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Incorporating Eco-Friendly Building Materials, Products Into Your Next Remodel

by Josh Knittel - May 6th, 2015
Posted in: Building Materials, Energy Efficiency, Home Improvement, Remodeling

While going green has made huge strides in new construction within the last few years – specifically with renewable energy like solar and geothermal. Yet it has not had the same impact on the remodeling industry as a whole.

You may wonder why that is.

First, there are two main parts to “going green.” There is the “energy and efficiency” side, which focuses on clean, renewable, and sustainable energy production, including solar, wind, and geothermal, as well as building efficiency – insulation, air sealing, et cetera.

The second part is “products and materials.” Before we dive into that, let’s briefly touch on the energy and efficiency side of things.

The primary focus of most remodeling contractors typically isn’t the energy and efficiency aspect of the home, given that a remodel is usually more about function and aesthetics than a tight building envelope and HVAC efficiency.

It’s already a challenge to balance time, budget and aesthetics in a remodeling project without having to dig into the underlying building systems – if it is not in the budget or scope of work.

This isn’t to say home remodeling contractors need to expand into this realm as there are a growing number of home energy pros out there who focus on exactly that. The main reason the demand for green materials / products isn’t higher has more to do with education and awareness, rather than the services offered by a particular remodeling contractor.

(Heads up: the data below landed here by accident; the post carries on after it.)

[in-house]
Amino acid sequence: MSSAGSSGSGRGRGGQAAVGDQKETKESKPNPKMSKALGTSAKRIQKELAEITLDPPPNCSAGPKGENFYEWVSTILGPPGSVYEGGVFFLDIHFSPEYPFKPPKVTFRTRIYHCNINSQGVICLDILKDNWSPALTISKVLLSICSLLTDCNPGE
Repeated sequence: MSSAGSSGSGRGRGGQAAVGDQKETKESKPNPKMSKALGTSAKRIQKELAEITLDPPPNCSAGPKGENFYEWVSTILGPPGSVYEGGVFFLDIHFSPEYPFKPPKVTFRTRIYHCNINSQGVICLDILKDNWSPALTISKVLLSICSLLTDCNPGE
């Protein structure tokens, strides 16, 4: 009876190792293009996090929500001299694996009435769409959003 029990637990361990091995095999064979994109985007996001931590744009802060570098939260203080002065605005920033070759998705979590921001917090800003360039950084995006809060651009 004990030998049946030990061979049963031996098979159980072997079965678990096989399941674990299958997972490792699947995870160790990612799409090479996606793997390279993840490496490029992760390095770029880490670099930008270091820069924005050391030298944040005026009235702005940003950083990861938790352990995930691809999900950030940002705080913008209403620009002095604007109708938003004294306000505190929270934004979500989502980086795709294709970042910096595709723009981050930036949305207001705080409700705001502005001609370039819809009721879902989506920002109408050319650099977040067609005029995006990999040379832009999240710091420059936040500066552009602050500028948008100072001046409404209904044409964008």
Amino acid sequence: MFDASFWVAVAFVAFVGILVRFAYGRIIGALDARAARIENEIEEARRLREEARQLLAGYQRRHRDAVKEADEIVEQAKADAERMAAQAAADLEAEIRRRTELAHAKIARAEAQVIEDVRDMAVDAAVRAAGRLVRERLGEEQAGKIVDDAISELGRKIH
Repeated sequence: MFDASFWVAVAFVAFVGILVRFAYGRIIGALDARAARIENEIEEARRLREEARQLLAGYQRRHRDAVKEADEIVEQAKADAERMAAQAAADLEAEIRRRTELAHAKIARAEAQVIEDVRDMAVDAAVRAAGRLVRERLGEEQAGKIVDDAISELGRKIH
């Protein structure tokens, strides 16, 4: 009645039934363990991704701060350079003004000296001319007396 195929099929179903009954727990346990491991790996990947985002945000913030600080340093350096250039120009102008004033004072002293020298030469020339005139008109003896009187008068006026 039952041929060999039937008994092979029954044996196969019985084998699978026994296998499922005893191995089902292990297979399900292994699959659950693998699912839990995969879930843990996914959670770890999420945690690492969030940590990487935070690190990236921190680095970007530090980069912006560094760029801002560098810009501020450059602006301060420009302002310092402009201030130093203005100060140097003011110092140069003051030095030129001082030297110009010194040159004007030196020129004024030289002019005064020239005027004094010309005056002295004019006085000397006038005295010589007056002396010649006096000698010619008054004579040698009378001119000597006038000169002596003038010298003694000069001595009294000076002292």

In other words, we don’t have to all become building science experts and drift away from what has made us successful. We just need to understand that there are a plethora of beautiful and cost effective eco-friendly options out there waiting for us to take advantage of them, and on behalf of the homeowner.

The second part of going green has to do with products and materials. Given that eco-friendly options are no longer cost prohibitive or “less than desirable” from an aesthetic standpoint, industry professionals have an opportunity to lead by example and educate homeowners in regards to their choices.

First, there are two main categories of classification in terms of either 1) Good for the planet (recycled, reclaimed) or 2) Good for our heath and safety (free of toxic materials).

Materials can include:

Reclaimed_Wood_RemodelDSM_Modern_Touches

Recycled lumber & reclaimed wood from sustainable forests.

-Eco friendly and plant based products (bamboo, hemp, linoleum, cork)

Composite decking.

-Low VOC paint, sealants, caulking and adhesives
-High performance windows
-Water saving plumbing fixtures (“Water Sense”)
-High efficiency energy star appliances
-Tankless water heaters
-Photovoltaic solar panels and solar hot water heater
-Geothermal HVAC units

Recycled_Glass_Modern_Touches

Recycled glass & stone countertops or paper based countertops.

 -In floor radiant heat

As we look into the future, it is believed we will continue to make large strides utilizing energy efficiency, products and materials within the remodeling industry. By reinforcing what “going green” is, we as an industry can better educate our homeowner clients and prospective customers in regards to the benefit of investing in eco-friendly products, materials and energy efficient solutions.

This sets us up for success in the remodeling industry while adding value to our customers and the economy.

Josh Knittel is a designer and project consultant with Modern Touches in Urbandale, Iowa.

Josh Knittel. Modern Touches

 

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